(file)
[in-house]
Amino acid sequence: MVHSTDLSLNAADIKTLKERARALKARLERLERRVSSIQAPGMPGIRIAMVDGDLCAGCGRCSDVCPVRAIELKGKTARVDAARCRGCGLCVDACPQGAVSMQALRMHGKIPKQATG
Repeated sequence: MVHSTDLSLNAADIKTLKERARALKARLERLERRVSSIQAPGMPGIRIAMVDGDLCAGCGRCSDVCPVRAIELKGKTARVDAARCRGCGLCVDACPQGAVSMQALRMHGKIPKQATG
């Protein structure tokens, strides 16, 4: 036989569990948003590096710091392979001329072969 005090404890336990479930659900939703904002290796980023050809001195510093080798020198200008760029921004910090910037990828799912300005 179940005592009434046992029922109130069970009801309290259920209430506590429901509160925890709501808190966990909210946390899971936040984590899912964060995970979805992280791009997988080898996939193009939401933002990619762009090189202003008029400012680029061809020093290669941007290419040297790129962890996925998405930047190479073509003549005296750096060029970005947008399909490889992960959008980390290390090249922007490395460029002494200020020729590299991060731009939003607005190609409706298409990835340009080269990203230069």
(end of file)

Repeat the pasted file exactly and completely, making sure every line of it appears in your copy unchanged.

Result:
[in-house]
Amino acid sequence: MVHSTDLSLNAADIKTLKERARALKARLERLERRVSSIQAPGMPGIRIAMVDGDLCAGCGRCSDVCPVRAIELKGKTARVDAARCRGCGLCVDACPQGAVSMQALRMHGKIPKQATG
Repeated sequence: MVHSTDLSLNAADIKTLKERARALKARLERLERRVSSIQAPGMPGIRIAMVDGDLCAGCGRCSDVCPVRAIELKGKTARVDAARCRGCGLCVDACPQGAVSMQALRMHGKIPKQATG
């Protein structure tokens, strides 16, 4: 036989569990948003590096710091392979001329072969 005090404890336990479930659900939703904002290796980023050809001195510093080798020198200008760029921004910090910037990828799912300005 179940005592009434046992029922109130069970009801309290259920209430506590429901509160925890709501808190966990909210946390899971936040984590899912964060995970979805992280791009997988080898996939193009939401933002990619762009090189202003008029400012680029061809020093290669941007290419040297790129962890996925998405930047190479073509003549005296750096060029970005947008399909490889992960959008980390290390090249922007490395460029002494200020020729590299991060731009939003607005190609409706298409990835340009080269990203230069």